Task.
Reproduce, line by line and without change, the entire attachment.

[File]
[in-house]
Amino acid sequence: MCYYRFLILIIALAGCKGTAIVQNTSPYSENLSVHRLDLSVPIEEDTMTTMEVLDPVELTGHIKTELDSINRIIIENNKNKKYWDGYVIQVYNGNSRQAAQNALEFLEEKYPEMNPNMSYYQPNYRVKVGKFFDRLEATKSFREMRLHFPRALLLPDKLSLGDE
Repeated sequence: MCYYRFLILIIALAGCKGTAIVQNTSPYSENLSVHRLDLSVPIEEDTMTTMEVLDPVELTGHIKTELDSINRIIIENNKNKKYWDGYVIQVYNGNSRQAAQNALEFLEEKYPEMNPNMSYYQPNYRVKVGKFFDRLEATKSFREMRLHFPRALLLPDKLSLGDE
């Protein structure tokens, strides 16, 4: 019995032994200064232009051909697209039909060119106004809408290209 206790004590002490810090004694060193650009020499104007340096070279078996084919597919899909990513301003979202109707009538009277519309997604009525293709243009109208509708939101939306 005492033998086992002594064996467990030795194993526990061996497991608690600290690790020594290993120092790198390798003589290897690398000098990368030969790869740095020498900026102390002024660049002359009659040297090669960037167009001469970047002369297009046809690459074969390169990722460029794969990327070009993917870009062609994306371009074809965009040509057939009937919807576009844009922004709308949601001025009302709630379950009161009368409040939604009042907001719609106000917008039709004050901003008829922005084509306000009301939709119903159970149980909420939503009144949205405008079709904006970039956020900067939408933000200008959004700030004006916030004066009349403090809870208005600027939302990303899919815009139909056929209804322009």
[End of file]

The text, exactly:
[in-house]
Amino acid sequence: MCYYRFLILIIALAGCKGTAIVQNTSPYSENLSVHRLDLSVPIEEDTMTTMEVLDPVELTGHIKTELDSINRIIIENNKNKKYWDGYVIQVYNGNSRQAAQNALEFLEEKYPEMNPNMSYYQPNYRVKVGKFFDRLEATKSFREMRLHFPRALLLPDKLSLGDE
Repeated sequence: MCYYRFLILIIALAGCKGTAIVQNTSPYSENLSVHRLDLSVPIEEDTMTTMEVLDPVELTGHIKTELDSINRIIIENNKNKKYWDGYVIQVYNGNSRQAAQNALEFLEEKYPEMNPNMSYYQPNYRVKVGKFFDRLEATKSFREMRLHFPRALLLPDKLSLGDE
């Protein structure tokens, strides 16, 4: 019995032994200064232009051909697209039909060119106004809408290209 206790004590002490810090004694060193650009020499104007340096070279078996084919597919899909990513301003979202109707009538009277519309997604009525293709243009109208509708939101939306 005492033998086992002594064996467990030795194993526990061996497991608690600290690790020594290993120092790198390798003589290897690398000098990368030969790869740095020498900026102390002024660049002359009659040297090669960037167009001469970047002369297009046809690459074969390169990722460029794969990327070009993917870009062609994306371009074809965009040509057939009937919807576009844009922004709308949601001025009302709630379950009161009368409040939604009042907001719609106000917008039709004050901003008829922005084509306000009301939709119903159970149980909420939503009144949205405008079709904006970039956020900067939408933000200008959004700030004006916030004066009349403090809870208005600027939302990303899919815009139909056929209804322009």